Various reviews have focused on the supposed epistolary nature of this novel, the last letters home, but it’s immediately obvious that Nina’s portion of the novel is not a letter but a journal. Even taking into account the voluminous letter-writing habits of the Victorians she’s studying and apparently emulating, one could reasonably ask how a starving woman found sufficient mental and physical energy to construct a coherent account of the expedition’s early days. The ‘letter’ is supposedly addressed to Nina’s partner, David, but the tone of it suggests that its writer, real or imagined, is having to remind herself that she is writing a letter rather than simply telling a story, and at these moments, the account becomes oddly stilted.
However, the problem with this narrative device only becomes fully clear when the story is handed off to Ruth, whose account picks up almost precisely where Nina’s leaves off and the reader must surely begin to think that these are really peculiar letters. Ruth’s account seems to be more nakedly addressed to someone, in this instance the therapist helping her through the trauma of her partner’s death in a car crash, but again she tells the story as though keeping a journal rather than taking leave of the world, and indeed much of her journal is about what has brought her to Greenland in the first place. Jim’s ‘letter’, warmly addressed to his extensive family, is again a lengthy narrative, taking up where Ruth’s leaves off, and interspersed with memories of his childhood.
By this point, and on the assumption that these accounts are intended to be read as letters, the reliability of the framing device must surely called into question, to the extent that terseness now becomes a sign of potential authenticity (the letters from Ben and Catriona fit a more conventional model of farewell, while Yianni’s letter, as previously noted, is more like a will, a set of instructions to an imagined executor). More than that, the convenient dovetailing of accounts suggests that somewhere there is an editor very crudely topping and tailing each narrative, so we can have no idea what has remained ‘unpublished’. Whoever Nina, Ruth, Jim and Catriona may think they’re writing to, and in each case they are writing to a specific person or group, they’re writing for the reader who needs to be told a story. A letter to a family member or to a close friend would not, I think, be as all-encompassing as these ‘letters’ appear to be. There would not be so much establishing of background, there would not be so great a focus on people that the presumed recipients probably do not even know. The list goes on.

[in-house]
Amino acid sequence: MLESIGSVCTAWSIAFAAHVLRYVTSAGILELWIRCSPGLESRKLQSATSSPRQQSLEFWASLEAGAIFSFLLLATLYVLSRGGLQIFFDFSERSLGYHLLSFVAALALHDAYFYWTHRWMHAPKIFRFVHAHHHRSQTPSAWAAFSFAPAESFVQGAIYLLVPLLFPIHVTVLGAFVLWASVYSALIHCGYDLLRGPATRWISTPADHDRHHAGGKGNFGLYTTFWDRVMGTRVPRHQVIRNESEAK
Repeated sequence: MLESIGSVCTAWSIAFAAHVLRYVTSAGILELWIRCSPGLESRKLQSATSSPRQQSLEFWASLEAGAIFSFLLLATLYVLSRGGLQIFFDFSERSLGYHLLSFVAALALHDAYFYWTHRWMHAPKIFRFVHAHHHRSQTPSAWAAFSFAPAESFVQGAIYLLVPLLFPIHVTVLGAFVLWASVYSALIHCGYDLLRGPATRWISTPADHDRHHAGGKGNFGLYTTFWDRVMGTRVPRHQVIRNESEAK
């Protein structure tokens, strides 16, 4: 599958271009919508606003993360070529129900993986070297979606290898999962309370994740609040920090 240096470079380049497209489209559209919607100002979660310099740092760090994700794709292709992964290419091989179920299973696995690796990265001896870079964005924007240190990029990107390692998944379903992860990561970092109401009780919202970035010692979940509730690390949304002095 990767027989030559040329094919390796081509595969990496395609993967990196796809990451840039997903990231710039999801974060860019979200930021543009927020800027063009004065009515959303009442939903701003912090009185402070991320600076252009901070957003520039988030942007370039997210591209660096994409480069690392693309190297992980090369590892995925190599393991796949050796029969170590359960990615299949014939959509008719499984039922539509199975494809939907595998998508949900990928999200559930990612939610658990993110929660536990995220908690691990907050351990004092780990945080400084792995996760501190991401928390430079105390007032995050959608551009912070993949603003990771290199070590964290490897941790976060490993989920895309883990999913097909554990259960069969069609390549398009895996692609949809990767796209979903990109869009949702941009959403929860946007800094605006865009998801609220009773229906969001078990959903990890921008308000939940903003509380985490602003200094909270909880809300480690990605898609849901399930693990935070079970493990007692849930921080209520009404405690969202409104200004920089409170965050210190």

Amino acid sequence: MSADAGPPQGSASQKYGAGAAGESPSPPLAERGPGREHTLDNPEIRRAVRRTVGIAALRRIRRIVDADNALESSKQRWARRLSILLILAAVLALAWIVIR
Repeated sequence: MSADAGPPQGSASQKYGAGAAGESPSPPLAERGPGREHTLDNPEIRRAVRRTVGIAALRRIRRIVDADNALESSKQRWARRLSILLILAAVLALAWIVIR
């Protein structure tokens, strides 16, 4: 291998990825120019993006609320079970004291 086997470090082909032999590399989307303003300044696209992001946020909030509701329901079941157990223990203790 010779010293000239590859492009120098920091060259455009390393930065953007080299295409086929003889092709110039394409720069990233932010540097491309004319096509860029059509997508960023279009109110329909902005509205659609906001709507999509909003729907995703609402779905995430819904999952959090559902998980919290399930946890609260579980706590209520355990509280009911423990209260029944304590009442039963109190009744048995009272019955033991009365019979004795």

The inevitable question has to be asked: why so many first-person narrators (Ruth’s and Nina’s voices in particular are almost indistinguishable from one another, while Yianni and Ben scarcely feature as commentators) when the novel could as easily, and perhaps more successfully, have been told in the voice of an omniscient third-person narrator? One can only speculate on why Moss made this decision – and as author, it is of course hers to make, and to tell the story as she sees fit – but I really do not think it works. Granted, there are arguments in favour, not least that a first-person viewpoint strengthens the sense of witness and testimony. But in that case, what are we witnessing? Nina, Ruth and Jim write at greatest length and between them tell the story of the expedition up to the point where it is obvious that no plane is coming to collect them any time soon but of the period of starvation itself there is little to be said, perhaps not surprisingly. Survival is a tiring business and there is presumably little energy spare for writing.
It is unfortunate that there is no way for the reader to learn the details of their last few days on the shore and their rescue. There is no witness to the arrival of a boat, and in the novel’s afterword, written by Nina, this event is mentioned only tangentially. There is undoubtedly something attractive in the idea of using multiple viewpoints to provide an overlapping and interlocking account of events, but this presupposes that the narrative was originally constructed with this aim in mind. In this instance, the handing off of the narrative from one character to another, like a relay baton, suggests otherwise and pretty much ensures that there can be little verification of experience or impression. This is a great pity as there is a lot going on in the narrative that would benefit from a layering and cross-referencing of experience, not least the alleged supernatural incidents that occur.
The Vikings sagas, as Nina observes, included some really unpleasant and harrowing ghost stories. She paraphrases a story that William Morris allegedly liked: